Written in collaboration with The Ethical Butcher
The age of Regenerative Agriculture vs. Industrial Farming could be prophetically summed up by Charles Dickens’ famous opening lines to a Tale of Two Cities:
“It was the best of times, it was the worst of times, it was the age of wisdom, it was the age of foolishness, it was the epoch of belief, it was the epoch of incredulity, it was the season of Light, it was the season of Darkness, it was the spring of hope, it was the winter of despair, we had everything before us, we had nothing before us…”
Of course, Dickens’ book was published about 150 years before the words ‘Regenerative Agriculture’ were forming on anybody’s lips (and if you’re just reading about it for the first time, this quote will make a lot more sense once you’ve finished the article…).
It’s a movement still in its infancy in our very modern, very foolish, and often dark times of a broken agricultural system. A system that works to feed climate and social crises while degenerating the land upon which it is reliant to grow food.
But, the roots of Regenerative Agriculture are in fact much older. They lay with Indigenous cultures who have long-understood that we exist as part of nature, not above it. And as such, we need to live in a way that respects the land and preserves it for future generations.
Integrating these learnings into our modern food systems, regenerative farmers are optimistic that farming can be part of the solution to the climate crisis rather than labelled as one of the biggest contributors to it.
So, on eve of Groundswell – when 5,000 farmers are due to descend upon Lannock Manor Farm in Hertfordshire to discuss the alternative future for our food, ecosystems, and climate change – we’re delving into ‘What is Regenerative Agriculture?’ and what does it mean for those of us who love to eat, but are pretty far removed from how our food is actually produced…
So, what exactly is Regenerative Agriculture?
Regenerative Agriculture focuses on improving soil health above all else – because regenerative farmers maintain that all farming begins with the health of the soil. As such, you’ll often hear regenerative farmers calling themselves ‘soil farmers’.
Industrial-turned-regenerative farmer John Cherry, co-founder of Groundswell, explains:
“Before we treated soils purely as a medium to grow food. But, once you realise it’s one of the most vital and vibrant ecosystems on the planet you want to make sure you keep it that way.”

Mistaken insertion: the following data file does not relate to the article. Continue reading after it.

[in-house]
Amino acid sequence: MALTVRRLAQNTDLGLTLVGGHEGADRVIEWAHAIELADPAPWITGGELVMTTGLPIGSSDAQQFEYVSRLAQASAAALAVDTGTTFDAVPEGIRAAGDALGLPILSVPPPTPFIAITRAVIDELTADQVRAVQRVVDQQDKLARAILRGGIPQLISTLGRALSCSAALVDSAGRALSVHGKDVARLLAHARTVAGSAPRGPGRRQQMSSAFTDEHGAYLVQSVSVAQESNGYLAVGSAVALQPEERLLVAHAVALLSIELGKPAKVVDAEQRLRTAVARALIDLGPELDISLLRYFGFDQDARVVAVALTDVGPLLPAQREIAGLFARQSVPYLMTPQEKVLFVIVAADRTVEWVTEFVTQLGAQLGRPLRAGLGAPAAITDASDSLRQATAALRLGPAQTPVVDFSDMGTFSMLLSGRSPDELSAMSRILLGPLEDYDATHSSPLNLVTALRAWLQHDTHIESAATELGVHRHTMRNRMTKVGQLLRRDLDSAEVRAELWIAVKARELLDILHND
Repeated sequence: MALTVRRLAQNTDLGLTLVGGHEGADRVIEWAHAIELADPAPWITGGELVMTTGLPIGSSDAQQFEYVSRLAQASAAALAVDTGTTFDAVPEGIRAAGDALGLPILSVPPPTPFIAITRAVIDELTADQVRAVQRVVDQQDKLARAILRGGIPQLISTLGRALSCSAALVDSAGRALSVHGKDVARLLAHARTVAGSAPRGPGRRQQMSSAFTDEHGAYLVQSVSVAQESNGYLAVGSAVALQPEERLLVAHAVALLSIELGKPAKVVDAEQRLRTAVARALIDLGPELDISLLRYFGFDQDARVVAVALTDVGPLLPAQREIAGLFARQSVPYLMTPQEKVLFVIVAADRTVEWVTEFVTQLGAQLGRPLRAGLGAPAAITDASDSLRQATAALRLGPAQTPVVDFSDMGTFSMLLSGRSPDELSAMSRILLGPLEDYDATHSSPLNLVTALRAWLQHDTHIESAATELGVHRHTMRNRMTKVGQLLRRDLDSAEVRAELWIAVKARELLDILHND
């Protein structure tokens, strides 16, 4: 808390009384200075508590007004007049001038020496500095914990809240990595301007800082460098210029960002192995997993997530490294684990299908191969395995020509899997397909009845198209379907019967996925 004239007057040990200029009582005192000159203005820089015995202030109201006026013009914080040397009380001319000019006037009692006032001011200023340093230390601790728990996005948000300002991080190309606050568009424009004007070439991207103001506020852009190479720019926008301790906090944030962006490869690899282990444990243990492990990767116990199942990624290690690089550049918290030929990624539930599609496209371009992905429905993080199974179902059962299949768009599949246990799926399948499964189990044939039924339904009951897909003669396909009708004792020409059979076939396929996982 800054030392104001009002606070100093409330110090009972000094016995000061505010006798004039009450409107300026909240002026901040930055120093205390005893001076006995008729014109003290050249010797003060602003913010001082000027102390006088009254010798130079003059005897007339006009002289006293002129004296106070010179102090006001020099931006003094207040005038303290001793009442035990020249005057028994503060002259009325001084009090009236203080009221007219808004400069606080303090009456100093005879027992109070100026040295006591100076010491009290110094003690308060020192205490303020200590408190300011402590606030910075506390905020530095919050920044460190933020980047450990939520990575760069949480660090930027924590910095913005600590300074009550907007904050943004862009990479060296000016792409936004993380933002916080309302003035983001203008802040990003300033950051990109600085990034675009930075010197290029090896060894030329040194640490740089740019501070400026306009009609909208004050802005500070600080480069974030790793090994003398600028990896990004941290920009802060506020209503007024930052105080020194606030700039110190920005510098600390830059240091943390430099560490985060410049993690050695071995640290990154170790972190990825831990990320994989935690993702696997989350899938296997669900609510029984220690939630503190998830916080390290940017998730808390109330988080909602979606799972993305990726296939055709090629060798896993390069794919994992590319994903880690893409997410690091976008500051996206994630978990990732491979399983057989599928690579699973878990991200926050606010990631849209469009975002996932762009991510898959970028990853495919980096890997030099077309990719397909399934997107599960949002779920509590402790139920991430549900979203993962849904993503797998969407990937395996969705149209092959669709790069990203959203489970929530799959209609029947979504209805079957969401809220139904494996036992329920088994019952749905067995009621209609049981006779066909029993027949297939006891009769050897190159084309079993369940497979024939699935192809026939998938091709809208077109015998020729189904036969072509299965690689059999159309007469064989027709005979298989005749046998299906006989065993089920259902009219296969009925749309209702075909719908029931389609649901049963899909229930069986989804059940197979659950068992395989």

Founder of The Ethical Butcher, an online butchers that delivers meat to your door from regenerative farms, Farshad Kazemian believes this the most rewarding way of producing food:
“Regenerative farming means less harm. It means we can feed the world better quality food, while increasing biodiversity above and below ground, for future generations. It means farmers are no longer beholden to chemical companies and the fluctuating costs of artificial fertilisers. Who loses in this method? Well, the giant agri-tech businesses. But, everyone else wins.”
And for Seth Itzkan, whose life-long mission is to get people to understand regenerative agriculture, it is not only about producing food, it’s also the key to mitigating climate change:
“Agriculture and livestock management is the most powerful tool to create a greener planet,” Itzkan argues, referencing an increasing body of evidence that shows how grass can help to regulate the climate(1). Breaking this down, he explains:
“Key to grassland health is the proper role of ruminants, like cows, which when grazed in regenerative ways, can be an important solution to the world’s climate and hunger emergencies. That, combined with regenerative cropping techniques, permits farmers and ranchers to feed the world while becoming heroes of the climate.”
A tale of two farms – a (very) brief history of industrial farming:
Essentially, modern-day farming has become more intensive over the past 75 years as chemical fertilisers, herbicides and pesticides meant we could use different concoctions to grow food faster and kill weeds and bugs more ‘efficiently’.
This was great, at first.
In the 1950s, following two world wars, the focus was to grow more food in the UK so, should we ever end up at war again, we could feed the country and be less reliant on imports.
However, two things have happened as a result of doubling down on industrial-style farming.
1. The globalisation of the food supply chain